Economic Growth In Sub-Saharan Africa: A View From Unified Growth Theory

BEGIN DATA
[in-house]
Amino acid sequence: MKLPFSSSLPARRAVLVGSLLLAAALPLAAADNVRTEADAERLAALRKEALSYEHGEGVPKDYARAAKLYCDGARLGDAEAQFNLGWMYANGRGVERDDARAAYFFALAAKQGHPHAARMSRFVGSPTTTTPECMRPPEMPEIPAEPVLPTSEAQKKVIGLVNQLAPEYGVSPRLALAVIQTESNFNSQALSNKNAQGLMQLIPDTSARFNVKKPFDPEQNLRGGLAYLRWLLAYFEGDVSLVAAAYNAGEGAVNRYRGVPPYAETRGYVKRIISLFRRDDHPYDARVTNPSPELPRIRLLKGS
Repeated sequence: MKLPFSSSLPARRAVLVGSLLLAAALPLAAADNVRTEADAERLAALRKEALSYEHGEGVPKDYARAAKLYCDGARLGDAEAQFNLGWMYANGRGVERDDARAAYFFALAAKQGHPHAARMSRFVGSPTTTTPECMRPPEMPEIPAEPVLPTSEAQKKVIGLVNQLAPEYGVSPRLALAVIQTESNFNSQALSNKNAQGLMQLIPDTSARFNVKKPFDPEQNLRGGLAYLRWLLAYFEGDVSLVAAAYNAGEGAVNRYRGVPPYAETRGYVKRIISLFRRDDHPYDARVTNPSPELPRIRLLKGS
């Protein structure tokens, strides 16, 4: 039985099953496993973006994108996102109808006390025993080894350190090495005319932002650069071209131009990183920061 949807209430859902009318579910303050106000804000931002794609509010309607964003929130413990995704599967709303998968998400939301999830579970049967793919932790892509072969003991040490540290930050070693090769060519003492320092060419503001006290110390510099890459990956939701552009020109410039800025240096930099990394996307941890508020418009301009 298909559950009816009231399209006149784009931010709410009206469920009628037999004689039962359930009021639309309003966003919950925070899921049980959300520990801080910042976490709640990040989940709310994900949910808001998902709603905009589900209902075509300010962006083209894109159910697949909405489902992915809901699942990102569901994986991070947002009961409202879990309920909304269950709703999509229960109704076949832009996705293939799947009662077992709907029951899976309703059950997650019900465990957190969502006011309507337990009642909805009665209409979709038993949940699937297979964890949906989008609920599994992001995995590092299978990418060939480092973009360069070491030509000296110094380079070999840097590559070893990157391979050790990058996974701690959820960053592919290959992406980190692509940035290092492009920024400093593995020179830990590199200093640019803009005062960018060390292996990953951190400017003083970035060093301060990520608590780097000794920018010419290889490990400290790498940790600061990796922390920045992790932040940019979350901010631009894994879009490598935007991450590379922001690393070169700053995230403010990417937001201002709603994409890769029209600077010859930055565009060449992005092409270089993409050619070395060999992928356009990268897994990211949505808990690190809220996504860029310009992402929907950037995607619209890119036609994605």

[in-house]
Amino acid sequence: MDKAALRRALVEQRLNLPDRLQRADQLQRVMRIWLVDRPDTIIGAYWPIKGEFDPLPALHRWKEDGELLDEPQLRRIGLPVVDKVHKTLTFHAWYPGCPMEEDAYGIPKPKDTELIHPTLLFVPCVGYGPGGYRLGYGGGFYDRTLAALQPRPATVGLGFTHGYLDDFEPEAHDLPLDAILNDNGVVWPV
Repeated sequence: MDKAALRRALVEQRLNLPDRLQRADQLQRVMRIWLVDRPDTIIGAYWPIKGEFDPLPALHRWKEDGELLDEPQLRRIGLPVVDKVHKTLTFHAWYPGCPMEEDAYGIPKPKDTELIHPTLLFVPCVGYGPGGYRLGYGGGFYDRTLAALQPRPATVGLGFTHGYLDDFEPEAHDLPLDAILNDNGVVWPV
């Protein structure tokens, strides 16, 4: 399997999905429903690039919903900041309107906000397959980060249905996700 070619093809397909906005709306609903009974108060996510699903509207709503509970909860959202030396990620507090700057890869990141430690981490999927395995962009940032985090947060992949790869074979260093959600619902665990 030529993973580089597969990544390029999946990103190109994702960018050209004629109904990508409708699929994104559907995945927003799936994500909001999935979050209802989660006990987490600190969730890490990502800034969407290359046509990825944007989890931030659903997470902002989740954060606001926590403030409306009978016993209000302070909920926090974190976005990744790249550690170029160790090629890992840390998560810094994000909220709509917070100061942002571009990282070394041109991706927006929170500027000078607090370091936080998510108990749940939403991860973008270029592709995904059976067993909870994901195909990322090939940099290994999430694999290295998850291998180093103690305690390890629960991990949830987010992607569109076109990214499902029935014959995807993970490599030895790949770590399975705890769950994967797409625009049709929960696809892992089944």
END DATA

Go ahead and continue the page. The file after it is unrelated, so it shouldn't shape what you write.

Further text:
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Economic growth in Sub-Saharan Africa (SSA) has been one of the main concerns of economic growth literature. There was no economic growth in SSA until several decades. This study attempts to explain the causes of earlier stagnation and recent growth in the region via households’ decisions on the child quantity-quality (Q-Q) tradeoff. After reviewing the literature on growth economics, we show why Unified Growth Theory (UGT) is potentially useful to understand the experience of SSA economies. The canonical model of UGT defines modern growth as a regime where productivity growth and education has virtuous circle and where increases in education lead to decreases in fertility. To test whether SSA economies exhibit modern growth a la UGT, we use Ordinary Least Squares (OLS) and Instrumental Variables (IV). Our results verify that, for 27 countries in SSA and for the period of 1960-2010 education has a strong and causal negative effect on fertility. Besides, this result is robust to the addition of several controls. Another important result is on the threshold effects. When we divide our sample into low-education and high-education groups, the child Q-Q tradeoff is active in high-education group. Therefore, there perhaps exists a level of education above which fertility declines causally as a response to increasing educational attainment. Lastly, differenced and system Generalized Method of Moments (GMM) estimations show that high fertility rates are traditional in SSA as lagged fertility is positive and significant, but it does not remove the negative causal effect of education on fertility.